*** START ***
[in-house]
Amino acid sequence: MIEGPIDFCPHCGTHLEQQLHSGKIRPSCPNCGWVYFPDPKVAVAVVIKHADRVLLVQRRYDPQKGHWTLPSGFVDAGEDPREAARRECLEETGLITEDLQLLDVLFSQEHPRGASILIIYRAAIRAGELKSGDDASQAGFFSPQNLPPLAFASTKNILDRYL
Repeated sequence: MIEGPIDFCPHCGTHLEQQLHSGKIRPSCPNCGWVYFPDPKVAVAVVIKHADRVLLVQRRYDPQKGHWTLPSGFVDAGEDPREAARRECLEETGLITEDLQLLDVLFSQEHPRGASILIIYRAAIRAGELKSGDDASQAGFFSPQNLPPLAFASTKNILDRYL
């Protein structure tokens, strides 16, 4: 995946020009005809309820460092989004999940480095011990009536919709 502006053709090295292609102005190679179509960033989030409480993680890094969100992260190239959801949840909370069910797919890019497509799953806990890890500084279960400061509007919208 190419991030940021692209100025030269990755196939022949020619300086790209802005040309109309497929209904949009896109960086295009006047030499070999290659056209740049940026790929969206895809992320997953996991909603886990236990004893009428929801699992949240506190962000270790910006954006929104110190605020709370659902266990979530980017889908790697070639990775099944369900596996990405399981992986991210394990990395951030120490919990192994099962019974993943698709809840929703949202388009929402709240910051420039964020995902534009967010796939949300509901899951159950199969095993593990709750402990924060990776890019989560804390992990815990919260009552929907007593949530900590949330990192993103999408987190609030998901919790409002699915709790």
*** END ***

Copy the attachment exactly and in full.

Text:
[in-house]
Amino acid sequence: MIEGPIDFCPHCGTHLEQQLHSGKIRPSCPNCGWVYFPDPKVAVAVVIKHADRVLLVQRRYDPQKGHWTLPSGFVDAGEDPREAARRECLEETGLITEDLQLLDVLFSQEHPRGASILIIYRAAIRAGELKSGDDASQAGFFSPQNLPPLAFASTKNILDRYL
Repeated sequence: MIEGPIDFCPHCGTHLEQQLHSGKIRPSCPNCGWVYFPDPKVAVAVVIKHADRVLLVQRRYDPQKGHWTLPSGFVDAGEDPREAARRECLEETGLITEDLQLLDVLFSQEHPRGASILIIYRAAIRAGELKSGDDASQAGFFSPQNLPPLAFASTKNILDRYL
């Protein structure tokens, strides 16, 4: 995946020009005809309820460092989004999940480095011990009536919709 502006053709090295292609102005190679179509960033989030409480993680890094969100992260190239959801949840909370069910797919890019497509799953806990890890500084279960400061509007919208 190419991030940021692209100025030269990755196939022949020619300086790209802005040309109309497929209904949009896109960086295009006047030499070999290659056209740049940026790929969206895809992320997953996991909603886990236990004893009428929801699992949240506190962000270790910006954006929104110190605020709370659902266990979530980017889908790697070639990775099944369900596996990405399981992986991210394990990395951030120490919990192994099962019974993943698709809840929703949202388009929402709240910051420039964020995902534009967010796939949300509901899951159950199969095993593990709750402990924060990776890019989560804390992990815990919260009552929907007593949530900590949330990192993103999408987190609030998901919790409002699915709790």